Drivers 'could be fined for going just 1mph over the speed limit'

Currently, most people caught speeding will be classed as committing a 'minor offence'.
Currently, most people caught speeding will be classed as committing a 'minor offence'.

Drivers have been warned they could reportedly be fined for going just 1mph over the speed limit.

Police are said to be launching an official review into the 'buffer zone' which allows drivers an additional 10 per cent of the speed limit plus 2mph to the legal limit before they're punished.

However, according to the Mail on Sunday, the national roads policing chief is apparently in favour of scrapping it.

Chief Constable Anthony Bangham reportedly believes the existing protections send out to the wrong signal and could be contributing to the increasing amount of injuries on the roads.

In a report seen by the Mail on Sunday, he warned: "We need to change our messaging and ensure greater consistency of approach when dealing with those who exceed the speed limit.

"The existing speed enforcement guidance (in particular the now publicly stated 10 per cent plus 2mph allowance) could in fact be encouraging driving at these more dangerous higher speeds rather than the actual speed limits.

"If properly understood and applied, the guidance may provide forces with the necessary flexibility but over time its rigid application and understanding are often misunderstood, with an expectation that the 'norm' is 'it is OK to speed'."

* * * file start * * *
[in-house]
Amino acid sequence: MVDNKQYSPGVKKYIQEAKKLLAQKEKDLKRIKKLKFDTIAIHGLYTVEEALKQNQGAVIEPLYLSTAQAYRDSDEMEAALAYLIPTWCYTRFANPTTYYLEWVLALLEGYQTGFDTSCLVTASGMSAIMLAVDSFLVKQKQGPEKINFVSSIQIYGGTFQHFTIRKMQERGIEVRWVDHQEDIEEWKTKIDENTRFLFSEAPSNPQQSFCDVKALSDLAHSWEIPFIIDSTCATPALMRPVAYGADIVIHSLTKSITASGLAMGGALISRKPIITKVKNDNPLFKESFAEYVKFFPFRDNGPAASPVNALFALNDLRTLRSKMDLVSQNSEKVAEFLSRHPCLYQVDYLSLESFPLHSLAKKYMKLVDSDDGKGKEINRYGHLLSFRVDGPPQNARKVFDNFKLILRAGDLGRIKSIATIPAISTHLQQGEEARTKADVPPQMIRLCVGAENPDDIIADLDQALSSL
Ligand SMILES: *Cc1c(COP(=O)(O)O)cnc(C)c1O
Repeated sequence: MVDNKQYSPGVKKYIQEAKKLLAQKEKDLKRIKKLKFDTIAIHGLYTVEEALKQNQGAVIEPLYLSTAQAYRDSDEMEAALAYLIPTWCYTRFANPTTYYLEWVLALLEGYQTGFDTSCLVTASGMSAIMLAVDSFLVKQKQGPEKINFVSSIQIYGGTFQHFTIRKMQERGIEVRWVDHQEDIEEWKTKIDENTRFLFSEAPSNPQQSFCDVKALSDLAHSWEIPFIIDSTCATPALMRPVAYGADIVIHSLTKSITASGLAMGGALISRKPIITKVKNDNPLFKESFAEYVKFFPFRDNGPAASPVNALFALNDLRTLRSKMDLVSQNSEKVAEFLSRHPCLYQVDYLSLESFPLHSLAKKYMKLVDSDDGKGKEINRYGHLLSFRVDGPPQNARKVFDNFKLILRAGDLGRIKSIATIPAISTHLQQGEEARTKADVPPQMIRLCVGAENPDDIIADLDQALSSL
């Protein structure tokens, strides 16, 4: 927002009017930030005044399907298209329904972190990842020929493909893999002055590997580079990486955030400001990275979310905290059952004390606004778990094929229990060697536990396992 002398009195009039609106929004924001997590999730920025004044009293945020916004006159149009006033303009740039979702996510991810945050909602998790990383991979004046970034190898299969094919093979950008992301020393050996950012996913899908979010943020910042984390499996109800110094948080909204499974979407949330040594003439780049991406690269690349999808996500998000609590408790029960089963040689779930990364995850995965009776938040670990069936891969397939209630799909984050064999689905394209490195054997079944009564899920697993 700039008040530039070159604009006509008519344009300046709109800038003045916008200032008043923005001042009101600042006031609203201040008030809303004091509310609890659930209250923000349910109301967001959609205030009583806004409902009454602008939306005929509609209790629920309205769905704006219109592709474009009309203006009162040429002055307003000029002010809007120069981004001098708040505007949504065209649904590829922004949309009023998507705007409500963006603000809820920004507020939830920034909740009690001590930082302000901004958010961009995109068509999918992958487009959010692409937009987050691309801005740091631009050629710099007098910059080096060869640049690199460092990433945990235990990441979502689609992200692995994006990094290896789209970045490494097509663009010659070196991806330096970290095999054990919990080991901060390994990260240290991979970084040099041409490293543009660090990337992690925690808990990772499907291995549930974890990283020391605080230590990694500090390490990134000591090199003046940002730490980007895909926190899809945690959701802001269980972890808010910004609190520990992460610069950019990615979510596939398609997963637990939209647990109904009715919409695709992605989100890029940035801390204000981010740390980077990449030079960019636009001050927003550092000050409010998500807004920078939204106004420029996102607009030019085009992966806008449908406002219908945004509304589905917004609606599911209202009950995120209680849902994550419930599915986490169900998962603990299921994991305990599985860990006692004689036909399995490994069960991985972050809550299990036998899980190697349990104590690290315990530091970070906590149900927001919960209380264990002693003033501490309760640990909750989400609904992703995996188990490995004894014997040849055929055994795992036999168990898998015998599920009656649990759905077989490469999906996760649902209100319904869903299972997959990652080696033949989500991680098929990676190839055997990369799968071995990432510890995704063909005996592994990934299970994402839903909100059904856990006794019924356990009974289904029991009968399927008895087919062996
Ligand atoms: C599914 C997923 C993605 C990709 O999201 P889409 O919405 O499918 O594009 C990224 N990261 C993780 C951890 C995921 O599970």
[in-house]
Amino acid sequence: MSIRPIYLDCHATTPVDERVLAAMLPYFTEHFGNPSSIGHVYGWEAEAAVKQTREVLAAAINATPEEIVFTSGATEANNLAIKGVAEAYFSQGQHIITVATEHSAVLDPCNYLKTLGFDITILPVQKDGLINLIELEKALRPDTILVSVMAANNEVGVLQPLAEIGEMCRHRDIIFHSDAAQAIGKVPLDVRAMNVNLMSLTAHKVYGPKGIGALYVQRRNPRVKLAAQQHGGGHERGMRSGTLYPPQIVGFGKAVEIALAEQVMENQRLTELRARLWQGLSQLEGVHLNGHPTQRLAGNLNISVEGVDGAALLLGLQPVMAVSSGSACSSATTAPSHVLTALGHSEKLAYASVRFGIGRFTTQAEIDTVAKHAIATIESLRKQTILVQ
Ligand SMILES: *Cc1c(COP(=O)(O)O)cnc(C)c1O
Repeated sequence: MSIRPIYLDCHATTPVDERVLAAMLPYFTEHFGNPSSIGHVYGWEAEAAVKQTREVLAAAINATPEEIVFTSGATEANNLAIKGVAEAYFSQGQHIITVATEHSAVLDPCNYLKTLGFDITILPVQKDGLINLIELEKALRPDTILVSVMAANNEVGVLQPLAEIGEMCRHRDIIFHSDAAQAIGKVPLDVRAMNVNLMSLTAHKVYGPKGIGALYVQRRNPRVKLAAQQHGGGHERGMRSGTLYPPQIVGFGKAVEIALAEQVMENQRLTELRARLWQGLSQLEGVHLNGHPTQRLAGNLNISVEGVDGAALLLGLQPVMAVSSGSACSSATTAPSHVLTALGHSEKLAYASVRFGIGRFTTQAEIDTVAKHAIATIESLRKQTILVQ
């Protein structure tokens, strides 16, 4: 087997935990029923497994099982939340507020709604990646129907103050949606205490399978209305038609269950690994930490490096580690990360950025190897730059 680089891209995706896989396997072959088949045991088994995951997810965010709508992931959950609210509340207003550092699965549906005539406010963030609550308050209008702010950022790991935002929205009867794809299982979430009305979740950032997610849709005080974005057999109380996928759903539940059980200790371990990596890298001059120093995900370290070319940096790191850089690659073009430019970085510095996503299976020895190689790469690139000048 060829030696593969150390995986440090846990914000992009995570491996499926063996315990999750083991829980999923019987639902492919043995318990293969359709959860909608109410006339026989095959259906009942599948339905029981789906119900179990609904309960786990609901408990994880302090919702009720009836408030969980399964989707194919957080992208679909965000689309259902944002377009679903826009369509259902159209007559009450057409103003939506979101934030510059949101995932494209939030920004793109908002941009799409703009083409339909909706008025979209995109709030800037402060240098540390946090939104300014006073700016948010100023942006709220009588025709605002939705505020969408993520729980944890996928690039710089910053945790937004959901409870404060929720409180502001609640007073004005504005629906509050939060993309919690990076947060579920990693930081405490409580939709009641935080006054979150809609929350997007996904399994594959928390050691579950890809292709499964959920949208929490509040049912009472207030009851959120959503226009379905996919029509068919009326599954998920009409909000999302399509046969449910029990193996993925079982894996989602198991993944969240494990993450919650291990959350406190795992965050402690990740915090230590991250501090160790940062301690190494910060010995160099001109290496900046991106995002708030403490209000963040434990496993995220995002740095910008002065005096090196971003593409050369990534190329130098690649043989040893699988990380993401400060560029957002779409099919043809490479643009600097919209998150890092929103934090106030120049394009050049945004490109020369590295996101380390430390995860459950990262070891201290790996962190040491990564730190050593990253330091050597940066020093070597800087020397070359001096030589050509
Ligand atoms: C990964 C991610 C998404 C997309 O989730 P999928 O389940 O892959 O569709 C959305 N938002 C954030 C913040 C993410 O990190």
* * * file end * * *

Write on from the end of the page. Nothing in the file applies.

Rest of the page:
If the buffer zone is abolished it could mean that drivers could be punished for going just 1mph over the limit.

However, many police leaders are reportedly against the proposals as they believe it would not be proportionate or achievable to enforce the rules.

Currently, most people caught speeding will be classed as committing a 'minor offence' and will receive a Fixed Penalty Notice of a £100 fine and three points on their licence.

Drivers can often dodge the points if they opt for a speed awareness course if it's their first offence or haven't attended a course within the last three years.

Sometimes, however, the punishment can be more severe and they could be prosecuted in court leading to a higher fine, more points on their licence or even a disqualification.

Police will usually only opt to prosecute if drivers are considered to be a 'serious offender' and have either severely exceeded the speed limit or have repeatedly committed the offence.